Duration of Paul Biya's official and unofficial trips abroad, per year. (Image: OCCRP / Authors.) Click to enlarge.The president attempted to buy a brand new private jet in 2004, but his staff reportedly cut corners on the deal, buying a defective plane covered by a fresh coat of paint that nearly crashed on its first flight. Since then, the president has chartered at least several private aircraft, including a luxury jet formerly owned by the government of Kazakhstan. Used for regular journeys, such a plane would be large enough to carry some 300 passengers, but for an elite clientele it has been fitted with amenities such as full-size beds and an office, and seats about 60 people.

Travel by chartered plane isn’t cheap. Invoices from 2010 apparently sent by a company called CS Aviation to Director of the President’s Biya Civil Cabinet, and reviewed by OCCRP, bill the Civil Cabinet nearly $855,000 for one round trip for 50 passengers from Yaoundé to Geneva and back. Other invoices show that, in 2013, the plane was kept on standby for two weeks at a daily cost of nearly $157,000. The company did not reply to reporters’ requests for comment.


Number of days Paul Biya has spent in selected countries since 1982, when the Cameroonian president took office. (Image: OCCRP / Authors.) Click to enlarge.At these rates, the cost of Biya’s flights since he came to power could add up to at least $117 million.

It is not clear how much of the president’s travel money comes from the part of the national budget allocated to his office, which totaled $104 million in 2018.

According to the International Monetary Fund, more than $300 million of the revenue of Cameroon’s national oil company in 2017 was not accounted for. The president has oversight over the company, whose oil sales, according to a leaked US diplomatic cable published by WikiLeaks, have historically been used as a slush fund.

According to Transparency International, Cameroon is one of the world’s most corrupt countries, ranking 145th out of 176 countries on its Corruption Perception Index.


Who pays, who plays

Cameroonians pay in other ways for the president’s jaunts abroad. Every time he returns to Yaoundé, his motorcade crosses the whole capital from Nsimalen International Airport to his home, the Unity Palace. A dozen gleaming cars, including an ambulance, whizz through the streets. To ensure a smooth journey, traffic is blocked on the main roads, at times for the whole day.

Snipers are positioned on top of buildings. Taciturn soldiers in green camouflage stand at every corner with assault rifles slung over their bulletproof vests. Cars, motorbikes and pedestrians are forbidden from crossing, and so huge traffic jams pile up against both sides of blocked avenues. The city’s yellow taxis must spend the day parked, earning no revenue.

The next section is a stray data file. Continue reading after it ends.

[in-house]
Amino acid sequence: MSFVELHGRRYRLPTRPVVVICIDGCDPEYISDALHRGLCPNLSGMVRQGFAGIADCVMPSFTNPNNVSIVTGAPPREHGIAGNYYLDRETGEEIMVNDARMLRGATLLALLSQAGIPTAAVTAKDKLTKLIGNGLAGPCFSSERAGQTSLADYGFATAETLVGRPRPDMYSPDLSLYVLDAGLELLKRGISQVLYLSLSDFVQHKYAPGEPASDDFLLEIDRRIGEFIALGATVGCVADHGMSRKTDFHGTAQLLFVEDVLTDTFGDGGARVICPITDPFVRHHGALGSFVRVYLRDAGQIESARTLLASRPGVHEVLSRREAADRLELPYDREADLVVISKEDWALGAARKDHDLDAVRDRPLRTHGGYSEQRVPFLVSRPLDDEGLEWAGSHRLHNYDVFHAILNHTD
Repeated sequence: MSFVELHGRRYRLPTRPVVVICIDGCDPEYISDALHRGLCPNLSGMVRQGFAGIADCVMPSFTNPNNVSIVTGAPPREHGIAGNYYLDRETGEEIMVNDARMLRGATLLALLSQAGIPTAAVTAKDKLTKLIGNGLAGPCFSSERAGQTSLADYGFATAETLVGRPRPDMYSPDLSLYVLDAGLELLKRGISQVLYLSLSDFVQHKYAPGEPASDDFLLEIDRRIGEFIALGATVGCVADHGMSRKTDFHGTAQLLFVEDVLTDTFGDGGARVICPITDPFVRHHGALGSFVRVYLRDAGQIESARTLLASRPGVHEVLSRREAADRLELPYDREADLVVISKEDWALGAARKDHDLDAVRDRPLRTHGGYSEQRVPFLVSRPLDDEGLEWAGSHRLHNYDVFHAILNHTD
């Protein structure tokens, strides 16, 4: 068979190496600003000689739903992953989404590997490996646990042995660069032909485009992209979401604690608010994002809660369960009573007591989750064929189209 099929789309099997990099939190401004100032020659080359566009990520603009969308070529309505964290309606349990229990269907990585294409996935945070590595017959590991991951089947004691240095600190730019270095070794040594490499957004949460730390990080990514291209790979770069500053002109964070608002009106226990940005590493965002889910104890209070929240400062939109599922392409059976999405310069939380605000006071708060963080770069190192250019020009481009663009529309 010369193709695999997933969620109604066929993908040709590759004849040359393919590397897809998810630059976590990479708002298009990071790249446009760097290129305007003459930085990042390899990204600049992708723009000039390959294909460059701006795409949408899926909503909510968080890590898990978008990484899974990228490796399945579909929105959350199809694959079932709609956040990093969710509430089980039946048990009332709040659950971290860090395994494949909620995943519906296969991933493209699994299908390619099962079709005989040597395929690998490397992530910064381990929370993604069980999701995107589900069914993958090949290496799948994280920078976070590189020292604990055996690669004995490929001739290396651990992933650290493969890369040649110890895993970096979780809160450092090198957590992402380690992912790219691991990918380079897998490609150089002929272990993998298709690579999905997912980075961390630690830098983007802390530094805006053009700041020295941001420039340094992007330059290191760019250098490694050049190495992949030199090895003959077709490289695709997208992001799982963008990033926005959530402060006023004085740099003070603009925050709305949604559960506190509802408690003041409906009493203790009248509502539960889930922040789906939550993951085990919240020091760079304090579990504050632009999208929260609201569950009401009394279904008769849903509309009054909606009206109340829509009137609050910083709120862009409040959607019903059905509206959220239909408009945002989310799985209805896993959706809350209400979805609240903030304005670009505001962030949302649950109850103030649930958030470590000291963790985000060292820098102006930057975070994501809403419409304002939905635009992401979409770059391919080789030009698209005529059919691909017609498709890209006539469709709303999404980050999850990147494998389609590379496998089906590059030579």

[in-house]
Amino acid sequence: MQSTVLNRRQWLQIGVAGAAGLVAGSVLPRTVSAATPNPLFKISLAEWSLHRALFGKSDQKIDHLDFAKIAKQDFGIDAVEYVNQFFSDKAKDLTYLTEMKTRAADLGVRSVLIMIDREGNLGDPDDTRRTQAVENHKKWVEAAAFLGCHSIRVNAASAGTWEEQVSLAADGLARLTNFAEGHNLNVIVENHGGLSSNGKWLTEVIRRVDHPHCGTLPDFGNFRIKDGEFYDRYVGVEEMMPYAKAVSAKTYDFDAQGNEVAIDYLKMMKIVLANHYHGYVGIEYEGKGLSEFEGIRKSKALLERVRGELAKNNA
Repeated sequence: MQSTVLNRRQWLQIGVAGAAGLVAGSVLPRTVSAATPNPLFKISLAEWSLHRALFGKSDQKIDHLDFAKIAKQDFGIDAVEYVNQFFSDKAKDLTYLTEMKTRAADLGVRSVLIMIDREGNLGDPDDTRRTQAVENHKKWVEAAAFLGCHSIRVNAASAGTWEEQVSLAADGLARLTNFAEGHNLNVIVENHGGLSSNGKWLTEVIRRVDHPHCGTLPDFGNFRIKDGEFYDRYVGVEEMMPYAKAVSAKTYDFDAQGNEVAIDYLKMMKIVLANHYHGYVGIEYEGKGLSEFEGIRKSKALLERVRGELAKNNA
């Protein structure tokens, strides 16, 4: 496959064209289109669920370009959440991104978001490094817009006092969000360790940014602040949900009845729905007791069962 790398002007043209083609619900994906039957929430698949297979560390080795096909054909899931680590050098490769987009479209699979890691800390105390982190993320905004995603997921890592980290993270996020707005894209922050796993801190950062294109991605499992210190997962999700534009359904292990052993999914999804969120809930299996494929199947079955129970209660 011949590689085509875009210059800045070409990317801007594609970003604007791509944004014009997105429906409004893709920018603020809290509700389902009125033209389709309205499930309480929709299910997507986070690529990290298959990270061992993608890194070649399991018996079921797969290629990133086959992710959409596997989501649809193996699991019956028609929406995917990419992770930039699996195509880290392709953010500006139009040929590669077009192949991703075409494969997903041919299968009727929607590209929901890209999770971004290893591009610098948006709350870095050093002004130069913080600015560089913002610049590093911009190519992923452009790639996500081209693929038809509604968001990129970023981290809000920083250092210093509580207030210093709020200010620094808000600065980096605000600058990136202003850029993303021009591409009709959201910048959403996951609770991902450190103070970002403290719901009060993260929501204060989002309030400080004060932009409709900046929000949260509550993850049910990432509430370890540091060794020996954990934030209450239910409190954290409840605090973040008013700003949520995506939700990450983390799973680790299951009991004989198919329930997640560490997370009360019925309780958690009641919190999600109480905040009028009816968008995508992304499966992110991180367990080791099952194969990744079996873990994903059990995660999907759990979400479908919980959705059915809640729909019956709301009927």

Urban legends circulate about these grand displays, like the one about a bride and groom who ended up stuck, separated by the president’s motorcade, on opposite sides of an avenue. When the president passes, the city stops breathing.

President Biya’s party, the Cameroon People’s Democratic Movement, arranges for crowds to line the closed streets and cheer for the president. But Florian Ngimbis, a Cameroonian blogger, says that Biya’s trips are seen not just as lavish outlays, “but very much also as a kind of contempt for the Cameroonian people.”

Those few Cameroonians who have the most reason to cheer Biya’s return are the dancers and musicians paid to perform on the tarmac when his plane lands. One drummer, afraid to have his name appear in this article, remembers earning $60 a few years ago: “We didn’t complain… we could drink beers for three days.” Nonetheless, says the drummer, security concerns have trumped the thirst for pomp and ceremony lately, and fewer musicians are being invited.

Decrees upon departure

When Biya lands in Yaoundé, he also meets his government -- at the airport. Formal ministerial councils are organized infrequently, every year or two at the most. But while Biya has used public funds to sustain a bureaucracy of 65 ministers and state secretaries, he mostly governs by decree or through a handful of laws sped through a rubber-stamp parliament.

Biya signs a flurry of acts between each of his trips. For example, in 2017, he signed a dozen laws -- the entire legal output for that year – in a couple of days. It took him just three days to sign the entire year’s decrees.

According to Mbembe, the Cameroonian political scientist, Biya’s decrees mostly nominate civil servants to certain positions rather than directing any substantial course in policy.